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One thing is proven without a doubt in this wide-ranging, deep political dive with Gord, Rob, and return guest George Affleck — these guys don’t know their Tolkien.

And while there was no cranky, right-wing guy in Middle Earth, there is a central character whose very rigid way of thinking begins to soften. If that seems to be the case with Affleck, it may be with the benefit of retrospect, especially with an eye to the performance of current council, and specifically in contrast to its predecessor.

That’s because Affleck’s behaviour while serving in opposition to Gregor Robertson’s Vision Vancouver juggernaut was largely the result of him seeing the majority votes walking into the council chamber every day, “knowing exactly what they were going to do”. Idealogical alignment can be like a wall; in the form of a political caucus, it’s a brick wall.

Contrast that with today; by Affleck’s count, there are just two parties in Vancouver Council, the NDP and the BC Liberals (and 1 or 2 predictably dogmatic, even irrelevant votes). So these decisions should be, well, decisive — consistently predictable and relatively quick. But, as he notes, “it’s 100% not working like that.”

Affleck talks about the splintering sound coming from the NPA corner. He talks choo-choo trains. And he talks bike lanes (remember, he’s not anti-bike lanes, just pro-process).

Lastly, Affleck makes a startling admission, perhaps revealing that aforementioned soft spot, one which may represent the rotting core of traditional NPA preservationist ideology — that the current political trend towards framing the decision-making process around community consultation (rather than incorporating and contextualizing it into decision-making) is a great way to give anti-growth, naysay perspectives platform and influence. And that it’s probably incorrect.

He sees it in West Vancouver, in White Rock, in Surrey, and even in PoCo. He sees pragmatism, he sees populism, and it seems he has a pretty clear view of the line to be drawn between the two.

Which leads to some interesting speculation on the nature of political campaigns of our not-too-distant future — those of Kennedy Stewart, the NPA and, yes, Affleck himself.

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From Ian W:

Any of the already mentioned parking entrances, designed decades ago when design guidelines did not prioritize the pedestrians, are all much safer than the intersection of Main and Union.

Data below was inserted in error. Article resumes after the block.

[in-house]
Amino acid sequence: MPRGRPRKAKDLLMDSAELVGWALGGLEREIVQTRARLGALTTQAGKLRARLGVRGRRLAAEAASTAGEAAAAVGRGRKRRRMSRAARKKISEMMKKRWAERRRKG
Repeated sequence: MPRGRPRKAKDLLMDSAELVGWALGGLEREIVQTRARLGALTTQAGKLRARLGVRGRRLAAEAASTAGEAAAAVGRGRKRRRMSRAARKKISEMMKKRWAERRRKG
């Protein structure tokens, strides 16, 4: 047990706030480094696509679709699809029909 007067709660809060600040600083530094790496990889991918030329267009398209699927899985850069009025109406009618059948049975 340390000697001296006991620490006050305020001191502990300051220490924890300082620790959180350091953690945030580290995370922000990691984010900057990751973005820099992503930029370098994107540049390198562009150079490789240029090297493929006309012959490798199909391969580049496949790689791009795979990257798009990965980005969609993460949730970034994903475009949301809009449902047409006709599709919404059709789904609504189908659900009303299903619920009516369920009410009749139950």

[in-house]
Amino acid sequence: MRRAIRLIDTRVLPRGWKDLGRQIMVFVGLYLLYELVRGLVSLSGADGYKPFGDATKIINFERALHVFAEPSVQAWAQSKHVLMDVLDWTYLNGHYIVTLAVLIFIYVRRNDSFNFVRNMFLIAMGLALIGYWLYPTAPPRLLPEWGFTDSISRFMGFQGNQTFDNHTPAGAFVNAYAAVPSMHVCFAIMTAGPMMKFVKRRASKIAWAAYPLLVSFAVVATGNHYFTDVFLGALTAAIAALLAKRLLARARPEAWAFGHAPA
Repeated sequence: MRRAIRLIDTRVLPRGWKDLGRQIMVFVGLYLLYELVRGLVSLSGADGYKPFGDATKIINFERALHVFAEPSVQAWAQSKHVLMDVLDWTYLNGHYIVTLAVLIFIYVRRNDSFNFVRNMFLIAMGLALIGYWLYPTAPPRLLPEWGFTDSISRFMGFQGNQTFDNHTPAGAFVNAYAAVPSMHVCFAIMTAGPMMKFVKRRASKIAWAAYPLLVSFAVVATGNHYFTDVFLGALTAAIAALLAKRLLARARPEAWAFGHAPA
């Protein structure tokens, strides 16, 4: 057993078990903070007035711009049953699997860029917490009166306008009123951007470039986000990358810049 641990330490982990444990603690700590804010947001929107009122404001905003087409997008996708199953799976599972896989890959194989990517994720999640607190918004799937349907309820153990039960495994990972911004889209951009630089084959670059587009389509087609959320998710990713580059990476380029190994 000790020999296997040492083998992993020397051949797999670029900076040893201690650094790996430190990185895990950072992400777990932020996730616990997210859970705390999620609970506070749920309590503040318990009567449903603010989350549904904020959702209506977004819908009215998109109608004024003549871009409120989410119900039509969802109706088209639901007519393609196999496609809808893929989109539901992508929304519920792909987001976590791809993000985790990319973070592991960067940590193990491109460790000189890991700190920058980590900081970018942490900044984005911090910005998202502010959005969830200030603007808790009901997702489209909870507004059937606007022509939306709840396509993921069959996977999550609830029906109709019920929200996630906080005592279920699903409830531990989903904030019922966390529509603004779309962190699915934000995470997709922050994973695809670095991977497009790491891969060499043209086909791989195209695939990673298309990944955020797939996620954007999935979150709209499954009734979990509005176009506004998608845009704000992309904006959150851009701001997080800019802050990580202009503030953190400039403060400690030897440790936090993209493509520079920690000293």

That intersection, the closure of the west block of Union, and addition of the bike lanes, dedicated and shared, alternately protected and not, islands lost in the middle of nowhere, two lanes turning onto the viaduct with one ending within a car’s length, non-orthogonal bike lane, unclear direction and movements and bizarre light sequencing, make the intersectio much more dangerous than probably all the ramps mentioned, combined! I’m sure ICBC’s and the ER reporting statistics will back than claim up in spades.

That bikeway and intersection was configured in the last decade with cyclists and pedestrians as a priority. It has also been showcased by CoV as a great example of “mobility improvements”.

OK, so it’s not downtown and it’s not a sidewalk but if you’re going to point out bad design, let’s start with the worst and most unsafe, not just the car-centric.

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Via Karole Sutherland:

Wim Bot, an official in the Dutch cyclist’s union …

“Think of it this way. Car drivers behave like a bunch of geese. They have the same distance from each other and fly at the same speed, and move almost in military formation.” He put down his tea and made a series of regimented gestures with his hands. Then he moved them around together, in an elegant dance. “Cyclists move like a swarm of sparrows,” he said. “There are thousands of them moving in chaos, but there are no collisions. They turn a little bit; they change their speed. You must do the same.”

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We live in a time where simple solutions to problems are often overlooked for technological answers. It’s no surprise given that many people perceive technology as helpful, and in many instances it is. But it’s always important to figure out what the problem is that a technological answer seeks to solve.

Take a look at this installation at a traffic intersection in Singapore that allows a senior citizen (who has the requisite senior citizen’s card) to “swipe” the pedestrian crossing button to get up to thirteen seconds extra crossing time on a busy street. The “Green Man Plus” system was introduced in 2009 for seniors and “those with disabilities” to be allowed extra crossing time. As ABC reporter Stephen Dziedzic stated on Twitter

“At some Singapore intersections you can swipe your Senior Card and the crossing light will stay green for a little longer, giving you extra time to reach the other side of the road. I find this very touching.”

 

While the Twitterverse thought this was indeed a very good idea to enhance equity, the question really is who is equal here? And instead of installing hundreds of these pedestrian installations that require a card to activate them, why not increase the crossing time on the timing of the light cycle in favour of all pedestrians, no matter who they are or when they are crossing? If people using the sidewalks and crosswalks are truly the most valued and most vulnerable users, why not treat them that way, and allow everyone a longer crossing time without a card to ask permission?

Locally, another example of technological invention also focuses on the wrong end of the problem.